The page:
Voting Based on God’s Standards for Rulers

In my previous article, I dealt with the subject of situational ethics as exhibited in the political realm and the implications of such philosophies for the Christian. I used the proposition of voting for Mitt Romney as a candidate in the general election to demonstrate situational ethics in action and frame the issue with a real-world scenario. Because my focus was on the Biblical sanction (or lack thereof) of Christians to use pragmatic reasoning, I left many questions unanswered regarding how (or even if) one should vote and the principles that should guide that decision.

Giving Answers While Still Growing

As I stated before, each election and each candidate presents a different set of circumstances, and determining the best course of action in every instance may be complex and require close examination of both the candidates involved and the outworking of the principles used to make the decision. Again, I am very aware that I do not have a definitive solution for many of these different scenarios. However, my end goal, and the goal of what I am attempting to present with these articles, is to ensure that the decision is based on Biblical principles derived from Spirit-led study of God’s Word, rather than on human reasoning or political expediency.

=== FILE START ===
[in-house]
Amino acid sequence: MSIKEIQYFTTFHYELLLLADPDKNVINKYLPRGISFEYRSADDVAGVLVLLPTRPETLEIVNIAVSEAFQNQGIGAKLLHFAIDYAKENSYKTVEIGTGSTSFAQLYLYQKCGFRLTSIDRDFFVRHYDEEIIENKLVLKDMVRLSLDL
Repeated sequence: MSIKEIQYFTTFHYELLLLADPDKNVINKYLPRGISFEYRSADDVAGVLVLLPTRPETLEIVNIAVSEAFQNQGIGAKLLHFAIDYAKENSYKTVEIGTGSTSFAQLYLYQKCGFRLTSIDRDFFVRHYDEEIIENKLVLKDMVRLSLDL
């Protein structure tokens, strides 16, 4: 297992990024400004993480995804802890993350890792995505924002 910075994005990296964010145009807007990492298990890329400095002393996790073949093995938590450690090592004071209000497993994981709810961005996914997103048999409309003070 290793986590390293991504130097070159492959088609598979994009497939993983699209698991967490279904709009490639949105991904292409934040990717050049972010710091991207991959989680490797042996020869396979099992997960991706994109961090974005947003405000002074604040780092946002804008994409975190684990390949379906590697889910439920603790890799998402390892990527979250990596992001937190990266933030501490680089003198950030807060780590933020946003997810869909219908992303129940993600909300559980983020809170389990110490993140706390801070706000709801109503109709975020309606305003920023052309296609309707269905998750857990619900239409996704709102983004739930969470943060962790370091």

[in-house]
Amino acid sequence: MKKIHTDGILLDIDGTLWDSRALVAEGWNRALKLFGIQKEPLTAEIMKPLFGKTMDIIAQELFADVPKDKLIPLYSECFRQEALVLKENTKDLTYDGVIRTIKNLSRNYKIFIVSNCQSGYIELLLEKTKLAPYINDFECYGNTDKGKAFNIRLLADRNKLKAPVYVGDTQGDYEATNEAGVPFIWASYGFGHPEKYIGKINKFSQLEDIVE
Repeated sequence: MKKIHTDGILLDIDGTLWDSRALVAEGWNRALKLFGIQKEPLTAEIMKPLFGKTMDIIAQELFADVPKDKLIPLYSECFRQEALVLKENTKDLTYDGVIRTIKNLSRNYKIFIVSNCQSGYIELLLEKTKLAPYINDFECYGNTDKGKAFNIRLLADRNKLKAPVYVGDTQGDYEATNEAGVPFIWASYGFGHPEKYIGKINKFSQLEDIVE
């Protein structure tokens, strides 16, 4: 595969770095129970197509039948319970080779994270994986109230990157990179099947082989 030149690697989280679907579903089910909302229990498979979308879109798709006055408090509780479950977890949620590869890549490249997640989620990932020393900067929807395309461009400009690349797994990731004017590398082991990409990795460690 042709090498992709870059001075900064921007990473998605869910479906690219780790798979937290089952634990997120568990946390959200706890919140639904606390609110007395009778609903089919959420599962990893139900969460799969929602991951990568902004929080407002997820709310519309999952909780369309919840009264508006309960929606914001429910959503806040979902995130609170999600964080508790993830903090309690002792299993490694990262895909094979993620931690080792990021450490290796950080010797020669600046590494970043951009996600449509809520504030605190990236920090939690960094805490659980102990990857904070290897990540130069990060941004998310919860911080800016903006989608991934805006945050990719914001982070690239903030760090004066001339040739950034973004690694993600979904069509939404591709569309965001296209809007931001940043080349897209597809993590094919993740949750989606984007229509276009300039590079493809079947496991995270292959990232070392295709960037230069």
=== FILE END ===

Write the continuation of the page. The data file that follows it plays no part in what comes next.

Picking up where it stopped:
Fitting Passages into the Appropriate Context

Before we dive in and examine some Scripture passages that are relevant to this issue, it would be good to note that throughout Biblical history, we do not have examples given in context of the current form of American government. In the Old Testament period (after Moses) we find variations of governance based on a Theocracy (the laws are set by God Himself and are unchangeable). How the Theocracy was administered varied (Moses and Joshua carrying out God’s instruction, judges who were appointed, kings acting much like monarchs, or at times by direct intervention from God Himself).

In the New Testament, the focus of the administration of law is on church government rather than civil government. We are given examples and qualifications for church leaders, but not directly for civil leaders. The emphasis when addressing civil government is the proper response and duties to whatever leader(s) or government is in place. In the current age, the church does not govern the nation, but governs itself. The members of the church are to be subject, as much as is possible without compromise, to the civil government, no matter the form it may take. This is not to say that the church cannot (or should not) influence or affect the civil spectrum, but that it is not the church’s goal or mission to control it. Church and government are two separate institutions.

Therefore, when we examine passages in Scripture which speak of judges or kings, we should take those passages in context with the form of government in place and the power of the position which is being referenced. We don’t find the Israelites “going to the polls” (but on the positive side, we are left with very few recounts as well!). We also do not find an office identical to the presidency. What we do find are principles which define the character of every good leader, and the principles of morality and ethics that should guide every Christian in any activity (including voting). God’s Word is ever sufficient and complete for every good work (II Tim 3:16-17)!